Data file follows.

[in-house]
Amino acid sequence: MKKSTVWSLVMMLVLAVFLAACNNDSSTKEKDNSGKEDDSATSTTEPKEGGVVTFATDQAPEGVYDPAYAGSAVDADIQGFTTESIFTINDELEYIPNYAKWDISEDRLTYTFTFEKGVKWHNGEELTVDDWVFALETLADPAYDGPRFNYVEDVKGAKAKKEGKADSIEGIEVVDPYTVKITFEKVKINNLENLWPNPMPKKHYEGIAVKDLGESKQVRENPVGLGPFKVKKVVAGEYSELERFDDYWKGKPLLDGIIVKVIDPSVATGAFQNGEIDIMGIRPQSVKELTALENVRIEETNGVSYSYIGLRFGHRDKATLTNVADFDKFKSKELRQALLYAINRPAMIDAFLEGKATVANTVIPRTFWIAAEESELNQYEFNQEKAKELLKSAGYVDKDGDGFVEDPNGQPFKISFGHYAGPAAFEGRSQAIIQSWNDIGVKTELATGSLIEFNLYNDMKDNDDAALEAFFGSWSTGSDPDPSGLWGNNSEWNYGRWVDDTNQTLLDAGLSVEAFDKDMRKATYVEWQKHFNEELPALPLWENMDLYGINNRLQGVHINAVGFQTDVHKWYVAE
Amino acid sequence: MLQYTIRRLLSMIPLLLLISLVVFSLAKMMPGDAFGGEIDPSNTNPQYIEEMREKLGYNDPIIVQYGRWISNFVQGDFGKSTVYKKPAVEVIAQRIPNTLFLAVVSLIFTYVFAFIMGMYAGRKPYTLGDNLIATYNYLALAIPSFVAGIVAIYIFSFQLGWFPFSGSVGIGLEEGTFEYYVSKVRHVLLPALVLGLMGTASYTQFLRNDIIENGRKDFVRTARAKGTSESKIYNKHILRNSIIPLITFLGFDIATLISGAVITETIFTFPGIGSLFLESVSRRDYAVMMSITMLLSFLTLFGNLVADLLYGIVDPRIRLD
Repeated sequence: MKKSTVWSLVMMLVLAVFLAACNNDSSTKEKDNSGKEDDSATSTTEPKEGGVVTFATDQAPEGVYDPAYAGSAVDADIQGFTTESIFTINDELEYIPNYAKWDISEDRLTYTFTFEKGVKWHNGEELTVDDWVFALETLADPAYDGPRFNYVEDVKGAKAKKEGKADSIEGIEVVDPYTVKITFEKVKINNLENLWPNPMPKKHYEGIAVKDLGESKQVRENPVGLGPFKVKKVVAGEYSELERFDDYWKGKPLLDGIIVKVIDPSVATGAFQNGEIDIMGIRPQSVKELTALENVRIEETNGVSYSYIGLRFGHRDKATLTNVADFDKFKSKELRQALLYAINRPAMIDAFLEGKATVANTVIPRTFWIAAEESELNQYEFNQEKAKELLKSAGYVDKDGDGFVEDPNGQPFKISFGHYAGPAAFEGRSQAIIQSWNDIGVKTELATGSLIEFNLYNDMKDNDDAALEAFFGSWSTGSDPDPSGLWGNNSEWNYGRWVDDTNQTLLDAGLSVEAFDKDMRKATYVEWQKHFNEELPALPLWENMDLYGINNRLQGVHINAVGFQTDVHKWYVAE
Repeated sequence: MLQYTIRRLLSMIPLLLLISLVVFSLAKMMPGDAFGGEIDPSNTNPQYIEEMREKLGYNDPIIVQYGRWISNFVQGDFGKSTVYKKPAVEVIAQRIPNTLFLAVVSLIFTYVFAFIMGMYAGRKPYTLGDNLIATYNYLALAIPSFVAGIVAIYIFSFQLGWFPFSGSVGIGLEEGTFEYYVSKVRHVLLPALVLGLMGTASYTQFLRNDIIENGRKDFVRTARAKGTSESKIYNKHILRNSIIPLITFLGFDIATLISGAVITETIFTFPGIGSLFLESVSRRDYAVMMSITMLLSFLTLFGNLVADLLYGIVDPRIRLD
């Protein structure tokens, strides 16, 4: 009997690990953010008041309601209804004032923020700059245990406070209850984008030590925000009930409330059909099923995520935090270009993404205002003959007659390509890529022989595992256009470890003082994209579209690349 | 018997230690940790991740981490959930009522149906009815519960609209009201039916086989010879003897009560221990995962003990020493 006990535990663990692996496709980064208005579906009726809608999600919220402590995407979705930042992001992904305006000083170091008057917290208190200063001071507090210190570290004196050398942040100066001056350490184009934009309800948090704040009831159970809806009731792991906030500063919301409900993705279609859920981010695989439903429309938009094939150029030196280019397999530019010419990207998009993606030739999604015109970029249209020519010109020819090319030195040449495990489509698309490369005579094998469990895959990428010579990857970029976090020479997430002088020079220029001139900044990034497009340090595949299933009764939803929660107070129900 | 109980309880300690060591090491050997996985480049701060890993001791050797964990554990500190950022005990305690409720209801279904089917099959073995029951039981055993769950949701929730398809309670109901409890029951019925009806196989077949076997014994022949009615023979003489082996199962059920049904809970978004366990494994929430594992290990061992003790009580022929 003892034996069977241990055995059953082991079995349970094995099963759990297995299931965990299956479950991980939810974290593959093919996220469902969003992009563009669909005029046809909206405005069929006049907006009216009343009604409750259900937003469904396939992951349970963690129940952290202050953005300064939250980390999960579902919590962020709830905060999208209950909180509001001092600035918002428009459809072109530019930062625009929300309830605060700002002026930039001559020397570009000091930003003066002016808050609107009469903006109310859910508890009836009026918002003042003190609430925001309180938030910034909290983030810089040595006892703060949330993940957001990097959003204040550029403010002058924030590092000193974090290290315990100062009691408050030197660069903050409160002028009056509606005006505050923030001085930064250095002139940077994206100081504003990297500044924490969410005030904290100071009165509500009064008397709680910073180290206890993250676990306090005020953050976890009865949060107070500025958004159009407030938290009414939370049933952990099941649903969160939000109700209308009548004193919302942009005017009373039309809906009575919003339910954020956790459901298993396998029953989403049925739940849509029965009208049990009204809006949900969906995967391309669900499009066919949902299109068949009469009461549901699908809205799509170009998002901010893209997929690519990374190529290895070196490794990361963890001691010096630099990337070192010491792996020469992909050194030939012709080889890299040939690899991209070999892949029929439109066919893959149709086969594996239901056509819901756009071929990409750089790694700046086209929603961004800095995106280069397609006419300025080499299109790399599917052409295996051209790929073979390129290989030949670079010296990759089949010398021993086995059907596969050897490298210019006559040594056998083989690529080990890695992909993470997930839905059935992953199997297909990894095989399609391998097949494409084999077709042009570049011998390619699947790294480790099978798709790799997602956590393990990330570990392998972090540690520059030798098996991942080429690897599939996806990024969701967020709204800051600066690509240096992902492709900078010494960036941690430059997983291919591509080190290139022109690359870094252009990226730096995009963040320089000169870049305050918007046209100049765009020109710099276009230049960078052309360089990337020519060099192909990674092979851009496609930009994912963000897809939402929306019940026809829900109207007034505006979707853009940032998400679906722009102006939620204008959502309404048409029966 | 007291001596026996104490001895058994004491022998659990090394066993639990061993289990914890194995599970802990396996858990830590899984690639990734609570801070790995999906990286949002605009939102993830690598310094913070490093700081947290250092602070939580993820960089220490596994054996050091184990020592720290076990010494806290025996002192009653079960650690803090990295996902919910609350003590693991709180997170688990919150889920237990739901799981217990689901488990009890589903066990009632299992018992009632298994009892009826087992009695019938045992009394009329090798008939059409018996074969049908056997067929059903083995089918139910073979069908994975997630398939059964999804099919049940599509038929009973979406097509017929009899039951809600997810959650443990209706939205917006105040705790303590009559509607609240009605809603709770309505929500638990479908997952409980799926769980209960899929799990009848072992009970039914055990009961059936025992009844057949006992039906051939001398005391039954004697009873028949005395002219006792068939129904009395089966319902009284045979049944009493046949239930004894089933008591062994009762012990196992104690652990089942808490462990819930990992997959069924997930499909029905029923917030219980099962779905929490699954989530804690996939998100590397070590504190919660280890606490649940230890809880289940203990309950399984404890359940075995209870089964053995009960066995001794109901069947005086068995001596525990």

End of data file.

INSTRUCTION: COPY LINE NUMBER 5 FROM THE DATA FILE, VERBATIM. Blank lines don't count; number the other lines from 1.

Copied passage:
Repeated sequence: MLQYTIRRLLSMIPLLLLISLVVFSLAKMMPGDAFGGEIDPSNTNPQYIEEMREKLGYNDPIIVQYGRWISNFVQGDFGKSTVYKKPAVEVIAQRIPNTLFLAVVSLIFTYVFAFIMGMYAGRKPYTLGDNLIATYNYLALAIPSFVAGIVAIYIFSFQLGWFPFSGSVGIGLEEGTFEYYVSKVRHVLLPALVLGLMGTASYTQFLRNDIIENGRKDFVRTARAKGTSESKIYNKHILRNSIIPLITFLGFDIATLISGAVITETIFTFPGIGSLFLESVSRRDYAVMMSITMLLSFLTLFGNLVADLLYGIVDPRIRLD